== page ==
- what strategy, engaging the different actors, shall improve the domestic violence service delivery in Philippi;
- what model/system in Philippi can be developed for public-civic engagement in the delivery of domestic violence services
The outcomes of the various meetings have been structured into a joint vision, which is then translated into a strategy for multi-stakeholder’s delivery of domestic violence services, including a model for engagement of public and civic stakeholders in the delivery.
Sub-granting for development of multi-stakeholder’s pilot initiatives to improve domestic violence services
The sub-granting was designed to engage the stakeholders in a common action, jointly agreed and sub-granted through the hub organisations, aiming at improving the service delivery for domestic violence in Philippi. The core team to apply for the sub-grant were from the House of Smiles partners working from this location. However, they had to identify and bring on board new partners that they had met through the MSE meetings as co-applicants.
It is in the multi-stakeholder joint process for the definition of the proposal to be sub-granted that resides the greatest value of this methodology. The following activities have been the focus of the process:
- Constitution of a multi-stakeholder committee and design of sub-granted proposal
- Sub-granting of one-two pilot multi-stakeholder initiative/s via the HoS-Hub
- Monitoring of sub-granted initiative/s
The serious gaming methodology is a tool to mobilize stakeholders around a shared agenda based on each stakeholder’s own interest. The win-win solutions that were identified and agreed upon have been put into action through the sub-granting projects. The tool is composed of two simulation games: The Collaboration Game and the Planning Game.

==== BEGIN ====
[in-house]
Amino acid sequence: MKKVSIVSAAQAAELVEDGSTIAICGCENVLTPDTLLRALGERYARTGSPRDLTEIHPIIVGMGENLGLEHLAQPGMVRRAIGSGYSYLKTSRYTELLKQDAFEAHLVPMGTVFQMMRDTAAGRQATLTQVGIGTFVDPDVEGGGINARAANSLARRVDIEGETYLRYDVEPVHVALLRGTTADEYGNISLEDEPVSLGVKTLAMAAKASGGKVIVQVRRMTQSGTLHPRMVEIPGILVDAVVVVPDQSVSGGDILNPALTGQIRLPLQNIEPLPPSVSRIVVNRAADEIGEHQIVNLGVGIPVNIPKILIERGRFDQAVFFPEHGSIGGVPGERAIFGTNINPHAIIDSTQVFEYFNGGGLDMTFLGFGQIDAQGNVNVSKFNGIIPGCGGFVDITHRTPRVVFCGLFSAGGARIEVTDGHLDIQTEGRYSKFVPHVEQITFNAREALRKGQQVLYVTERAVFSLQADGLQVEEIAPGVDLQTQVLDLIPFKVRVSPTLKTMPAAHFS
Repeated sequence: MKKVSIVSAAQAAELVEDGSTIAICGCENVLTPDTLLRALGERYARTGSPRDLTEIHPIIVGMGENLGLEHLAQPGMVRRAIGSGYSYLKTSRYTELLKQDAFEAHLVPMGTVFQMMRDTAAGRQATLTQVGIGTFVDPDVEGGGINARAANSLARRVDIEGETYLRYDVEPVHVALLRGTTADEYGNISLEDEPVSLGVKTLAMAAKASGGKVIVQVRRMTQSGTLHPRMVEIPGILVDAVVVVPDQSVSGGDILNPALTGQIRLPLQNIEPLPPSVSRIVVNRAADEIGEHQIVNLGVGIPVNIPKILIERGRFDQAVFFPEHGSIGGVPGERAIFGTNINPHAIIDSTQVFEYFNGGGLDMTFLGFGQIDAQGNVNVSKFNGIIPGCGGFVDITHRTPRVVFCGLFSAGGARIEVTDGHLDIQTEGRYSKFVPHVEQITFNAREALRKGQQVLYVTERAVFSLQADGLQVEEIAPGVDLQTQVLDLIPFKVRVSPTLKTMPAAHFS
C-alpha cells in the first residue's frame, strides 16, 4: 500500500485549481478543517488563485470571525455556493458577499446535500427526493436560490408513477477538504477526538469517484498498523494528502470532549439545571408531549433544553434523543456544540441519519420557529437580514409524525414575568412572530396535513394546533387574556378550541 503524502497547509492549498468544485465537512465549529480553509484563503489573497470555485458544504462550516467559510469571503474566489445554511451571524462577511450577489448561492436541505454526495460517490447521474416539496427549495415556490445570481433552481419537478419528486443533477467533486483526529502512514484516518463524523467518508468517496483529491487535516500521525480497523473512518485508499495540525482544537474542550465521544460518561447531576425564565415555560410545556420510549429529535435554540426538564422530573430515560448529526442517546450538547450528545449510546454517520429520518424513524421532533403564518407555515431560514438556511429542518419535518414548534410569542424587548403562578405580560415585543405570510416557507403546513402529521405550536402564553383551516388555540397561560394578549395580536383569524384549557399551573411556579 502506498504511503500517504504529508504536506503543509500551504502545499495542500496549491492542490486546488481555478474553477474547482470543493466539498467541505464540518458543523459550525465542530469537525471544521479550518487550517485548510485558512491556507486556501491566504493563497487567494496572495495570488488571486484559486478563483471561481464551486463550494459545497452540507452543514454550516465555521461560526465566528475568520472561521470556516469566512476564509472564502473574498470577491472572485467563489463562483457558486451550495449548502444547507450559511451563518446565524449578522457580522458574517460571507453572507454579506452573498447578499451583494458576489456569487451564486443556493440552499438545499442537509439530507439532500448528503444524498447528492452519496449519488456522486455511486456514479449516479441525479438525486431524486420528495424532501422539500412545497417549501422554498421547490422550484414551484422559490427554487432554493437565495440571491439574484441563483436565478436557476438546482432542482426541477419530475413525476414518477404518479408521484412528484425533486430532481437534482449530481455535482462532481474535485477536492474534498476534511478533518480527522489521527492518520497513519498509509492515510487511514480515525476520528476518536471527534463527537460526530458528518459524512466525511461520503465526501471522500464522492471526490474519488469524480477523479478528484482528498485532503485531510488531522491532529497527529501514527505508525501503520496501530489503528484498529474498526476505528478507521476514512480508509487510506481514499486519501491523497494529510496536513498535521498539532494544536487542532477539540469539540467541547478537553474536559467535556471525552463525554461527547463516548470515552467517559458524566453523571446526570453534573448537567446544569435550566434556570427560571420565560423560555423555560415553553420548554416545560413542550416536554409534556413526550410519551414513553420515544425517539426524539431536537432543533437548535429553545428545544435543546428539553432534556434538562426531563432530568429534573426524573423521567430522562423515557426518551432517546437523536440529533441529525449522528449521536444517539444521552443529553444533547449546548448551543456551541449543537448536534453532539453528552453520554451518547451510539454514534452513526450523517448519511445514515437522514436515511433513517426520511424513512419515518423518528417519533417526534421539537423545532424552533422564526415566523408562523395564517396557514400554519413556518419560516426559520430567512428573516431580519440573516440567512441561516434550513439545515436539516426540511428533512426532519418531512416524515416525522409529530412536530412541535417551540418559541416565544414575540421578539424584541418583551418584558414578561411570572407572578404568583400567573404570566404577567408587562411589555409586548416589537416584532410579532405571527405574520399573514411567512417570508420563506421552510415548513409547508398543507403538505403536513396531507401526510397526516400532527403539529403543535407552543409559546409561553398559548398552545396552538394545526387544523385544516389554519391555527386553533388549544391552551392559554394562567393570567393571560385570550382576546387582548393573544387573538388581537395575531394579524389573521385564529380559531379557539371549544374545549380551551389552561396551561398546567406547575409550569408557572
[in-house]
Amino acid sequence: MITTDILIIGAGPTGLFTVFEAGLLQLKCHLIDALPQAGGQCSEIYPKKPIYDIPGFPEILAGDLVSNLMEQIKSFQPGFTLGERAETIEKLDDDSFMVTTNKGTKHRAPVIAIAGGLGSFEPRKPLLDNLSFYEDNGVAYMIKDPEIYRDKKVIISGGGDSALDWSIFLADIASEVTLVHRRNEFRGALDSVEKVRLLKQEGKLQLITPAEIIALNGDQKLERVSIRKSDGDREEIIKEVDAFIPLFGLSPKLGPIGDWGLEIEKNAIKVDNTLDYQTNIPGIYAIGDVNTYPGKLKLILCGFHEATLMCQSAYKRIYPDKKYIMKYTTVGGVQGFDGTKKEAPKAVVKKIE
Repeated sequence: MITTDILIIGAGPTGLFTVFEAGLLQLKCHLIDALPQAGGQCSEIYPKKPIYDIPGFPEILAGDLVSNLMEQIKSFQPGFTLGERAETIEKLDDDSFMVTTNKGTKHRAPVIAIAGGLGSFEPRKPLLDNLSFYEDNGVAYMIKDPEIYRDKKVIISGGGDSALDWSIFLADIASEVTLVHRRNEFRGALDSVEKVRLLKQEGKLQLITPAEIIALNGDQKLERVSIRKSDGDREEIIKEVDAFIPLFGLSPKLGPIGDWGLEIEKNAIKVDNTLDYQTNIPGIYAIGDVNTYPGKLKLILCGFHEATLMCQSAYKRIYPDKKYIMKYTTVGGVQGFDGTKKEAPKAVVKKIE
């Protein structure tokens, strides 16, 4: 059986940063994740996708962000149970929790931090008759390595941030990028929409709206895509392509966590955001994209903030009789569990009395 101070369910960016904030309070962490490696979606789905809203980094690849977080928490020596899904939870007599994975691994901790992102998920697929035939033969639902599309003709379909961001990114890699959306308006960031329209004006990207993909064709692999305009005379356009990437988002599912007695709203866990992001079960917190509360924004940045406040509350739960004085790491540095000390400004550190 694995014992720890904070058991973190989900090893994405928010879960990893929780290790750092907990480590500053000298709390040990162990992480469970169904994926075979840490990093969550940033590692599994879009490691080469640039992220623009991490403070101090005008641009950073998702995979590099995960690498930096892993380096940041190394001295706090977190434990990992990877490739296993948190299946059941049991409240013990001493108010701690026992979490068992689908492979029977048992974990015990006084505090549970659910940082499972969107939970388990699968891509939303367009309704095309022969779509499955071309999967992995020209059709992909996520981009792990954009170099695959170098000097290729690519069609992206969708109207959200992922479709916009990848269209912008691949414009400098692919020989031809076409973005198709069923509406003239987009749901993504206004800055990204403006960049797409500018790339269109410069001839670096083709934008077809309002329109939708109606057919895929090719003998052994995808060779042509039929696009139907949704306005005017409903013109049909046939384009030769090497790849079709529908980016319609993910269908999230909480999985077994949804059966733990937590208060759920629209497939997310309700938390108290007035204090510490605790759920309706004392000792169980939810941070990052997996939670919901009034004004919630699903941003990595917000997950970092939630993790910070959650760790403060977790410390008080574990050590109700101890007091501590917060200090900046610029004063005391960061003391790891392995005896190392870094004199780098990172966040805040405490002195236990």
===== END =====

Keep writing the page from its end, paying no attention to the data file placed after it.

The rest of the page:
The objective of the game was to support the discussion between stakeholders involved in development; to make stakeholders aware of the need for collaboration; and to jointly work out projects (win-win situations) for, in this case, improving domestic violence services in Philippi.
The Collaboration Game is designed to make stakeholders aware of the power of collaboration. The game can only be won through a team effort. The players must jointly develop ideas for social development and the most promising areas for development, hotspots, play an important role in the game. The challenge for the stakeholders is to jointly realise facilities and services at these hotspots, and fulfil their individual mission. This game was played with the HoS partners as they struggled to realise the value of collaboration with other stakeholders. They were concerned that they would have to share the resources allocated to the sub-granting with other stakeholders.
The second game, called the Planning Game, is designed to support the joint identification and planning of improvement projects for development. The players are stimulated to generate project ideas for development, but also to find innovative solutions. To realise the project, stakeholders need to pitch their ideas and acquire support from the other stakeholders. They can support a project idea through coordination, money, labour or materials. But they can also oppose a project. The game can only be won if at least one common project is identified. This game was used by the two sub-granting consortiums to develop their project ideas and to co-ordinate resource contributions.